[0012] The device disclosed in this patent also has significant drawbacks. First, it requires that the mast be permanently affixed to the trailer, risking breakage and interference with the proper operation of the trailer. Second, and most importantly, the requirement that the vehicle window come into contact with the end of the pivotal leg is a considerable drawback as it risks damage to the window.

[0013] U.S. Pat. No. 6,341,794 discloses a trailer hitch alignment apparatus that includes a first guide member removably attached to a vehicle bumper and a second guide member removably attached to a trailer hitch socket. The first guide member includes a magnetic base with a telescopically extensible rod adjustably coupled thereto. The second guide member includes a magnetic base having an upwardly extending telescopic rod and a downwardly extending semi-flexible shaft attached thereto. The shaft extends downwardly through a bore defined by the trailer hitch tongue so as to contact the trailer hitch ball when the ball and socket are aligned. Contact between the shaft and ball causes vertical displacement of the shaft and guide rod. Therefore, the two telescopic guide rods, visible from a driver's seat, facilitates lateral alignment of the ball and socket while vertical displacement of the second rod indicates perfect forward alignment.

[0014] This device disclosed in this patent overcomes some of the drawbacks inherent in the mirror-based systems and in the rod based systems discussed above. For example, it is readily removable via the magnets and, therefore, does not need to be permanently mounted to the trailer or vehicle. However, this device is not without its drawbacks. First, this device requires a specialized trailer tongue, having a bore disposed therethrough, be utilized. This requires the purchase of a specialized tongue or a retrofit of an existing tongue, which may or may not be possible. Further, the narrow profile of the rods reduces their visibility and increases the difficulty of alignment. Finally, the vertical displacement of the rod creates a risk of breakage or wear of the rods over time, limiting their longevity.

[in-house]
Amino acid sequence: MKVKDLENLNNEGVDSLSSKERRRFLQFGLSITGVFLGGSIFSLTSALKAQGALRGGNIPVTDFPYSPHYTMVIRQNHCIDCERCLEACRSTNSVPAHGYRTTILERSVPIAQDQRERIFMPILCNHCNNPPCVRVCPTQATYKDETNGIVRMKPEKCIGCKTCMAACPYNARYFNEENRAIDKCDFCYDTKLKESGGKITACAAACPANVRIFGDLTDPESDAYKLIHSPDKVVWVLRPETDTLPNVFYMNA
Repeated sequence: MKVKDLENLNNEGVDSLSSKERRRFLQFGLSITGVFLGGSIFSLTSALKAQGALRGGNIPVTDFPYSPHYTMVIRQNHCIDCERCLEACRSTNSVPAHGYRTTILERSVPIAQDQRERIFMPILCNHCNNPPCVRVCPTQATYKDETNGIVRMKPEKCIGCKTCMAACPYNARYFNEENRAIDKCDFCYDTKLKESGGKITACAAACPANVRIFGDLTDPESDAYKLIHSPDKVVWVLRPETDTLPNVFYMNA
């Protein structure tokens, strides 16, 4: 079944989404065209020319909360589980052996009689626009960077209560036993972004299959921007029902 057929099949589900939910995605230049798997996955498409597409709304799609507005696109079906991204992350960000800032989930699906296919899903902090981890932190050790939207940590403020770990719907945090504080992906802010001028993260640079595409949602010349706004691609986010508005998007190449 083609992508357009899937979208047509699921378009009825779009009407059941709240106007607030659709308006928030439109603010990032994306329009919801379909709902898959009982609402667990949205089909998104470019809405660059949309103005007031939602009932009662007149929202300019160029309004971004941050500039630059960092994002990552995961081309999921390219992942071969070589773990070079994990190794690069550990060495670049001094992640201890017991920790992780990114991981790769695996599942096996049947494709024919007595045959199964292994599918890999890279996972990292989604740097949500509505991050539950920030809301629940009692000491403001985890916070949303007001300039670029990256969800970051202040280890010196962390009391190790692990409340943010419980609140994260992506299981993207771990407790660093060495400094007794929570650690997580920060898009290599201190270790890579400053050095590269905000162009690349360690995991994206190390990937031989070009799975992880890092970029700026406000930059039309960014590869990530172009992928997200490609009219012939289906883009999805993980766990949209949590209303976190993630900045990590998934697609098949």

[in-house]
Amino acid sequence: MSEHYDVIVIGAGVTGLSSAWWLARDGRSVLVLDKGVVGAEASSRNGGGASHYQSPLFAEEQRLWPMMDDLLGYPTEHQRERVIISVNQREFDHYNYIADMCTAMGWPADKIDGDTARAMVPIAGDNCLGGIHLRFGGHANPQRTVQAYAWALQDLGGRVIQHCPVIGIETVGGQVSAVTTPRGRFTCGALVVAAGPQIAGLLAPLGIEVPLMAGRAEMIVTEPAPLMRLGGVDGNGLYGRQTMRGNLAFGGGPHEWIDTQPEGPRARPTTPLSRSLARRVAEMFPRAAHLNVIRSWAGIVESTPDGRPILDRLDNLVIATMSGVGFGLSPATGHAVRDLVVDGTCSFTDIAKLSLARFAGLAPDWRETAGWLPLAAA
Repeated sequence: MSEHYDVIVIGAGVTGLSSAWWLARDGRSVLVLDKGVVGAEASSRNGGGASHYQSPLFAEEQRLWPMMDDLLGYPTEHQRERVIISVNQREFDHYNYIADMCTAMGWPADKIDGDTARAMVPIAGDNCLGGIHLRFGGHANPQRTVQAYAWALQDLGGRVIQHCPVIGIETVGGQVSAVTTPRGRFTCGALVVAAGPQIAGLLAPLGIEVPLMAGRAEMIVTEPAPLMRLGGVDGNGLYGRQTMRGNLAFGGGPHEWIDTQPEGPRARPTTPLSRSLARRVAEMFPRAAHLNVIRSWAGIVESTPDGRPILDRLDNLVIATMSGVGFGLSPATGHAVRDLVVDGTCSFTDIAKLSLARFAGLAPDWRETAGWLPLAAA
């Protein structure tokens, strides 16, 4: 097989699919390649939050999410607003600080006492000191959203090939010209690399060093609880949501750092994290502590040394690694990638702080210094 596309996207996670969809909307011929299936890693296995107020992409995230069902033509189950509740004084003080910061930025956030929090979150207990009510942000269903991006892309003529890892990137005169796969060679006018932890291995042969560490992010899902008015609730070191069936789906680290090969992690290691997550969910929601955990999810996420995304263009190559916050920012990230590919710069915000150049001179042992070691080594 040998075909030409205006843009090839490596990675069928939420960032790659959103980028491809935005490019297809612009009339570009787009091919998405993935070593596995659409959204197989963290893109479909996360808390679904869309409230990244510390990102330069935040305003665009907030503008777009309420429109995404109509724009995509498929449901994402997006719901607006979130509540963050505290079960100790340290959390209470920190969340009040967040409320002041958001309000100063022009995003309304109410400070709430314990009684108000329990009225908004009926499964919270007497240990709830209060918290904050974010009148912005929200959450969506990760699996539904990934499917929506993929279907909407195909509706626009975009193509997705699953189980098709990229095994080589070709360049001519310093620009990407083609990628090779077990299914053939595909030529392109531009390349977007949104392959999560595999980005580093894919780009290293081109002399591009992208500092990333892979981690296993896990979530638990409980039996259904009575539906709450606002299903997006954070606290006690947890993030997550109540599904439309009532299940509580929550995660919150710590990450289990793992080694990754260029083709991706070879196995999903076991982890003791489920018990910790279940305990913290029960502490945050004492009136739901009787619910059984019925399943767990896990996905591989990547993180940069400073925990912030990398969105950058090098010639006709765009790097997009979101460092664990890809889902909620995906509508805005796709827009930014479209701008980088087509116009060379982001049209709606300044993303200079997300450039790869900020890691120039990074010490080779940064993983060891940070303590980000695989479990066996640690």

[0015] Therefore, there is a need for a system, kit and method of aligning a vehicle mounted connector and a trailer mounted connector that allow a trailer to be properly aligned and hitched to the vehicle, that does not need to be permanently mounted to the trailer or vehicle, that does not risk breakage of the system and/or hindrance of the operation of the trailer, that does not create issues with depth perception or viewing an inverse image of what is actually occurring, that are not costly and difficult to install, that does not risk damage to the window of the vehicle, that may be used with any hitch system using a trailer mounted connector and vehicle mounted connector, and that uses highly visible targets for assisting in such alignment.

SUMMARY OF THE INVENTION

[0016] The present invention is a system, kit and method for aligning a vehicle-mounted connector with a trailer-mounted connector. In its most basic form the system and kit include a first rod, which is mounted to a trailer, and a second rod, which is mounted to the rear portion of a vehicle in a location corresponding to the location of the first rod on the trailer. The first rod includes a first connector at one end, for attachment to the trailer, and a first target mounted at the other end. The second rod includes a second connector at one end for attachment to the vehicle, and a second target mounted at its other end. The second rod is attached to the rear portion of the vehicle and extends rearward toward the trailer a distance equal to the sum of the distance between the rear portion of the vehicle and the vehicle mounted connector plus a distance between the trailer-mounted connector and the first rod. When assembled to the rear portion of the vehicle, the second target is visible through the rear window of the vehicle and at substantially the same height as the first target mounted to the first rod.

[0017] In the preferred embodiments of the system and kit, the first and second rods are telescoping rods, which include friction nuts to allow each to be easily adjusted and secured in the proper positions The preferred first connector and second connector include magnets for mounting to metallic portions of the trailer mounting assembly. The preferred first target is a reflector having an outer ring of one color and an inner circle of another color such that the first target looks similar to a “bulls eye”. The preferred first target is fixedly mounted to the telescoping first rod via glue and material. However, in embodiments of the system and kit in which fixed rods are utilized, the first target is preferably mounted to the first rod via adjustable means.

[0018] In some embodiments of the system and kit in which the connectors utilized magnets, the connectors include a means for preventing the magnets from coming into direct contact with the surface of the vehicle. This may be accomplished via plurality of nubs or via other art recognized means.